Like the sun, it hurt to look at you, says Cas's voice, and Dean is going to lose it. What if Cas never shows up, what if he's dead, oh, can you kill a god, can gods die? They can, right? It's been awhile since his intro classes at Salem. This stuff never seemed important before.

It's late, but not that late, and he's so exhausted he can't sleep. He's had nothing to drink. He can't be like that, not if Cas comes home. When he comes home. Christ, he has to come home, Dean hasn't told him anything. He doesn't even know about Christmas.

Religion is dying, in their world. More people are starting to follow magic instead of a singular faith, but magic accepts all faith. Magic is faith. And Dean needs Cas to come home now, because he needs to stop thinking, they're going to watch something ridiculous on late-night TV and if Cas doesn't come home, Dean doesn't know what he's going to do.

Cas doesn't come home that night.

Dean dreams about a fish dying on a beach. It's not scary, or painful, but he wakes up on the couch and he's sweating, and there are chills.

Dean drives to work and Charlie asks, did you find him?

I'm sure he's fine, everyone says. Dean doesn't say anything.

There's a knock on his door. It's probably Victor, Victor checks up on people, Victor's brother is a cop and protectiveness runs in the family.

Dean answers it. He's wearing the shirt he wore yesterday and a pair of flannels from college. He hasn't showered in a few days. The circles under his eyes are probably record-breaking.

It isn't Victor.

"Jesus Christ," Dean breathes, and then he's hugging Cas and Cas probably can't even breathe, and he's not hugging back. Dean laughs, shakily. Cas doesn't even know how to hug people. "Arms here," Dean instructs. Cas is carrying something, Dean doesn't know what, but he's warm and solid and the air smells like a thunderstorm.

"That was pleasant," Cas says. "Thank you."

Dean wants to kiss him for good measure; he doesn't.

"Don't ever do that again," Dean says, hands on Cas's shoulders because he can't let go. "Tell me where you're going next time. God, Cas, I was scared outta my mind. Don't."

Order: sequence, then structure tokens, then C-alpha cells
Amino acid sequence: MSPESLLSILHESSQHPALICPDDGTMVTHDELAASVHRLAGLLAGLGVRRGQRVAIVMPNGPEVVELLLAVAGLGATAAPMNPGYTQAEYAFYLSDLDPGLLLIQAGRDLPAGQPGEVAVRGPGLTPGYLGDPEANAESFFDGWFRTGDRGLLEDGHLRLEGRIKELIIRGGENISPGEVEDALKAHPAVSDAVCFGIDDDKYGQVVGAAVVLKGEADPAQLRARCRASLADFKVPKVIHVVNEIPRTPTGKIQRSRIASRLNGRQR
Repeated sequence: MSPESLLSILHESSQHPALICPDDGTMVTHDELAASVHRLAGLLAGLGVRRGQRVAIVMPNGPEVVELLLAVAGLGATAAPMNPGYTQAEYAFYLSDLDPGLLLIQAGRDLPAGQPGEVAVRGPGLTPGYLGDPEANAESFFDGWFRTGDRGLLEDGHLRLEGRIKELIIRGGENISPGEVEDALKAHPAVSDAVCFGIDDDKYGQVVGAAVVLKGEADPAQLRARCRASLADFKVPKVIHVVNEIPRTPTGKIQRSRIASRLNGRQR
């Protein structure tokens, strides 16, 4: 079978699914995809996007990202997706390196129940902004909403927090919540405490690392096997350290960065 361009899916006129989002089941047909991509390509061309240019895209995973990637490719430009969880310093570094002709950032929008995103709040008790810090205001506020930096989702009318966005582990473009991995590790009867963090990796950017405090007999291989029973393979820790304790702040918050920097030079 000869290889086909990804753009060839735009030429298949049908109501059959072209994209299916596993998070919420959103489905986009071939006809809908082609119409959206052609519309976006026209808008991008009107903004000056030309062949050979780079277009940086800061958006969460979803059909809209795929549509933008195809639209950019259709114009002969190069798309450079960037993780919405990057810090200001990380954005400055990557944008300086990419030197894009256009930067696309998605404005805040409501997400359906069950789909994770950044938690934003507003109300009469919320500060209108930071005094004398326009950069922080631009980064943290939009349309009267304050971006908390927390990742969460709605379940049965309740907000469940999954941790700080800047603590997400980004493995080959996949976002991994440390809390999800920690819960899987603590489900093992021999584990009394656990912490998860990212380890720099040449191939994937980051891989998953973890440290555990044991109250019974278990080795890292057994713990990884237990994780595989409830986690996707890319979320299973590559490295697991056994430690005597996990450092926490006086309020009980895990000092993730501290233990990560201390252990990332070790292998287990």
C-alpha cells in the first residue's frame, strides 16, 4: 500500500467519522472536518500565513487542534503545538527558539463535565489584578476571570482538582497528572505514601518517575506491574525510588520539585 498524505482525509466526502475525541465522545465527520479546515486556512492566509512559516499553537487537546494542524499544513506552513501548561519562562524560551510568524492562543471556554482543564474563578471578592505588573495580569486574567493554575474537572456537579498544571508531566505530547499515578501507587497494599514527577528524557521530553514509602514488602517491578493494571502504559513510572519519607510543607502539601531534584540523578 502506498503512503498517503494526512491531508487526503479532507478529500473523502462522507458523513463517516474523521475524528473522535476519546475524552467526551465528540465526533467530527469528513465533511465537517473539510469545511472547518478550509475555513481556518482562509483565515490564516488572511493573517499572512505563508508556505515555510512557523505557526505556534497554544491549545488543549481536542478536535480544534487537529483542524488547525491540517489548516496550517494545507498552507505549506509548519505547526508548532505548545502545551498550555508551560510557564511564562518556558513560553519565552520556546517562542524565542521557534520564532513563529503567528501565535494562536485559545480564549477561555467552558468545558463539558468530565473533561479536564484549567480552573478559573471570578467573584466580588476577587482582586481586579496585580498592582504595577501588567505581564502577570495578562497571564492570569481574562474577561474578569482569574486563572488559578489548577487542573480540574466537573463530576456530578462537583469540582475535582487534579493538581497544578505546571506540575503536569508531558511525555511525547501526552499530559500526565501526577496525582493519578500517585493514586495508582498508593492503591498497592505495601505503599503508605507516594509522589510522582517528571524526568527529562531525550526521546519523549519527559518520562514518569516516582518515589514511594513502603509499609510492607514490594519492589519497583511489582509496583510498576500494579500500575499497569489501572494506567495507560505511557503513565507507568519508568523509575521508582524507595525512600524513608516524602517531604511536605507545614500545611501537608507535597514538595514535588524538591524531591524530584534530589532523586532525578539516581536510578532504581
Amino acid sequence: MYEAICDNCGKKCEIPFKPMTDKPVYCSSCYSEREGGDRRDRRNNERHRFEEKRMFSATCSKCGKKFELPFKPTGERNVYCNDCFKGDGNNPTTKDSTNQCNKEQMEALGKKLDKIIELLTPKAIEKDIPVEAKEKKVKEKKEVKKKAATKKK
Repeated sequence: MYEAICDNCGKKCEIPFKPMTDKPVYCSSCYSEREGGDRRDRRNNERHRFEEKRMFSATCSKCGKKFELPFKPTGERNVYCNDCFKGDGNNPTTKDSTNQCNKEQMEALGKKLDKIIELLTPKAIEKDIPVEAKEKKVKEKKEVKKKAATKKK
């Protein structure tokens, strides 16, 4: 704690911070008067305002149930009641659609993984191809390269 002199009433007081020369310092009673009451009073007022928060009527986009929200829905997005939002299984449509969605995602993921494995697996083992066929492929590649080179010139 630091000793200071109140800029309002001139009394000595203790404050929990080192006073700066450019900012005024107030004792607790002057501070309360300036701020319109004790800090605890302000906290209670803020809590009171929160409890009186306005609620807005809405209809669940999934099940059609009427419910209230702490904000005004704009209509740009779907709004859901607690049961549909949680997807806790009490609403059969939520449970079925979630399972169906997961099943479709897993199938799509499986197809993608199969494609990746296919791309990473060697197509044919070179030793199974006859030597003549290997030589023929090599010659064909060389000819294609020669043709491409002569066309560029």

Cas holds up the bag. It's... a bag of water. With a fish. A little goldfish, swimming around and around.

Fucking hell, Castiel.

"I was getting a fish," Cas says.

"I see that."

"It's a goldfish."

"Uh huh."

"The cashier said I should let you name her."

Dean gapes. "You told the cashier about me?"

Cas walks past Dean, into the house. Dean closes the door behind him and follows him into the kitchen and everything is so much brighter. The mint is browning at the top; Dean should water their plants. No. Cas's plants. Shit. "I told everyone about you," he says.

"Oh," Dean says.

Cas produces a clear bowl from the depths of Dean's kitchen cabinets and fills it up with clean water. He puts the bag into the bowl. 

"Why don't you just put the fish into the bowl, 'stead of the bag?" Dean asks.

"The woman said I had to let the fish acclimate to new water and temperature." Cas turns towards him. "Also, we need a fish tank," he says. He walks over to the whiteboard, and Dean doesn't stop him, just watches as he writes, in slightly cramped cursive, fish tank.

"Oh my God," Dean says.

"Gods, plural," Cas corrects him.

"Whatever, Cas."

Dean leans over and watches the fish swim to the opening of the bag, and then back in. The bag bobs in the water. "It's pretty," he admits. Then, because he's an asshole, because he can't help himself, he asks, "So, what'd you tell the cashier about me?"

"I said, I'm buying a fish for Dean. She asked me who Dean was. I told her you were my friend. And I told her about things you like."

"Wow, I'm touched."

Cas squints at him. "I didn't touch you," he says.

Dean cracks up.

"Aw," says Charlie, when Cas goes to the break room to read Vonnegut. "You bought him a fish. That's so cute."

"He bought himself a fish," Dean reminds her. "I bought him a fish tank, but only because if the fish died he would probably, I don't know, cry, I can't deal with a crying god– Charlie, stop– stop laughing at me, you asshole, this isn't funny."

Pamela whaps his ass with a rolled up newspaper and says, "Nice. A fish. Classy, romantic, I like it."

"Romantic?" Dean splutters. "All of you– fuck you, you are all fired, get out of here, get– leave, go away."